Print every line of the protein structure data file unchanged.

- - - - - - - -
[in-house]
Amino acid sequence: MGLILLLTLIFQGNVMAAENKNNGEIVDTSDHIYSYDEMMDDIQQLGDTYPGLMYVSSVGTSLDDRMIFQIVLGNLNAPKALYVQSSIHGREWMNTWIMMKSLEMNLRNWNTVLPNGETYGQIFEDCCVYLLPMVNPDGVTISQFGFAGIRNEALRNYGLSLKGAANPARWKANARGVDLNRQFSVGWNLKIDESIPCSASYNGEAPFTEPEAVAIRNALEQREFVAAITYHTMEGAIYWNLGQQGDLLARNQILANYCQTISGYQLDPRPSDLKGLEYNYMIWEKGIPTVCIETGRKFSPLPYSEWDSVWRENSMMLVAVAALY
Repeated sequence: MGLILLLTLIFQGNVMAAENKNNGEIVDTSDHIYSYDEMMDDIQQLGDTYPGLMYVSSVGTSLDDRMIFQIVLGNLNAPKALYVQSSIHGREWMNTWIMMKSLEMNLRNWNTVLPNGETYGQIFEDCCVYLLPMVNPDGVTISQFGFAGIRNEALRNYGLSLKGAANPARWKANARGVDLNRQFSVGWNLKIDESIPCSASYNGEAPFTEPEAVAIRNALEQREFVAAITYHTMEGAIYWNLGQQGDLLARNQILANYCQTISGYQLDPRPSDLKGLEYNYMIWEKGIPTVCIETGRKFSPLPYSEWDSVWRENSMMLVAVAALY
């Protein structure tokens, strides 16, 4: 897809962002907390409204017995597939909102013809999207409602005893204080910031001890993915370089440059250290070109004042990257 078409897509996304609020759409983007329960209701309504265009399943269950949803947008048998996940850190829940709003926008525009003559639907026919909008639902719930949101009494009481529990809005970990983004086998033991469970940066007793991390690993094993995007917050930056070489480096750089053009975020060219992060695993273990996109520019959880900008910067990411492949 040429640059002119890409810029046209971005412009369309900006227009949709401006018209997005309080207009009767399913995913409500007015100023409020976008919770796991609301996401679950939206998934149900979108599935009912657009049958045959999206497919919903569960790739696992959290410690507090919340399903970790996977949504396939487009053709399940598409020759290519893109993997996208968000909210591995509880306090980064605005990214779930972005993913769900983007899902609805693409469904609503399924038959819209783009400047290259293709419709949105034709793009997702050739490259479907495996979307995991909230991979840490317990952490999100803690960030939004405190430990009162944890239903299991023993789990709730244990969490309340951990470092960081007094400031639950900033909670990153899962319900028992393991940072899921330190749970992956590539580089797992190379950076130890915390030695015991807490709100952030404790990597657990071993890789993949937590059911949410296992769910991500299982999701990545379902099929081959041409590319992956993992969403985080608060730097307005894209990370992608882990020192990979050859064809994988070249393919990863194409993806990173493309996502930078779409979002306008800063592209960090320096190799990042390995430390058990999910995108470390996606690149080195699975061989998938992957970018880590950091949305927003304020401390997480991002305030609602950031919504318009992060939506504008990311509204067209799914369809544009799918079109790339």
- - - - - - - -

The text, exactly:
[in-house]
Amino acid sequence: MGLILLLTLIFQGNVMAAENKNNGEIVDTSDHIYSYDEMMDDIQQLGDTYPGLMYVSSVGTSLDDRMIFQIVLGNLNAPKALYVQSSIHGREWMNTWIMMKSLEMNLRNWNTVLPNGETYGQIFEDCCVYLLPMVNPDGVTISQFGFAGIRNEALRNYGLSLKGAANPARWKANARGVDLNRQFSVGWNLKIDESIPCSASYNGEAPFTEPEAVAIRNALEQREFVAAITYHTMEGAIYWNLGQQGDLLARNQILANYCQTISGYQLDPRPSDLKGLEYNYMIWEKGIPTVCIETGRKFSPLPYSEWDSVWRENSMMLVAVAALY
Repeated sequence: MGLILLLTLIFQGNVMAAENKNNGEIVDTSDHIYSYDEMMDDIQQLGDTYPGLMYVSSVGTSLDDRMIFQIVLGNLNAPKALYVQSSIHGREWMNTWIMMKSLEMNLRNWNTVLPNGETYGQIFEDCCVYLLPMVNPDGVTISQFGFAGIRNEALRNYGLSLKGAANPARWKANARGVDLNRQFSVGWNLKIDESIPCSASYNGEAPFTEPEAVAIRNALEQREFVAAITYHTMEGAIYWNLGQQGDLLARNQILANYCQTISGYQLDPRPSDLKGLEYNYMIWEKGIPTVCIETGRKFSPLPYSEWDSVWRENSMMLVAVAALY
């Protein structure tokens, strides 16, 4: 897809962002907390409204017995597939909102013809999207409602005893204080910031001890993915370089440059250290070109004042990257 078409897509996304609020759409983007329960209701309504265009399943269950949803947008048998996940850190829940709003926008525009003559639907026919909008639902719930949101009494009481529990809005970990983004086998033991469970940066007793991390690993094993995007917050930056070489480096750089053009975020060219992060695993273990996109520019959880900008910067990411492949 040429640059002119890409810029046209971005412009369309900006227009949709401006018209997005309080207009009767399913995913409500007015100023409020976008919770796991609301996401679950939206998934149900979108599935009912657009049958045959999206497919919903569960790739696992959290410690507090919340399903970790996977949504396939487009053709399940598409020759290519893109993997996208968000909210591995509880306090980064605005990214779930972005993913769900983007899902609805693409469904609503399924038959819209783009400047290259293709419709949105034709793009997702050739490259479907495996979307995991909230991979840490317990952490999100803690960030939004405190430990009162944890239903299991023993789990709730244990969490309340951990470092960081007094400031639950900033909670990153899962319900028992393991940072899921330190749970992956590539580089797992190379950076130890915390030695015991807490709100952030404790990597657990071993890789993949937590059911949410296992769910991500299982999701990545379902099929081959041409590319992956993992969403985080608060730097307005894209990370992608882990020192990979050859064809994988070249393919990863194409993806990173493309996502930078779409979002306008800063592209960090320096190799990042390995430390058990999910995108470390996606690149080195699975061989998938992957970018880590950091949305927003304020401390997480991002305030609602950031919504318009992060939506504008990311509204067209799914369809544009799918079109790339």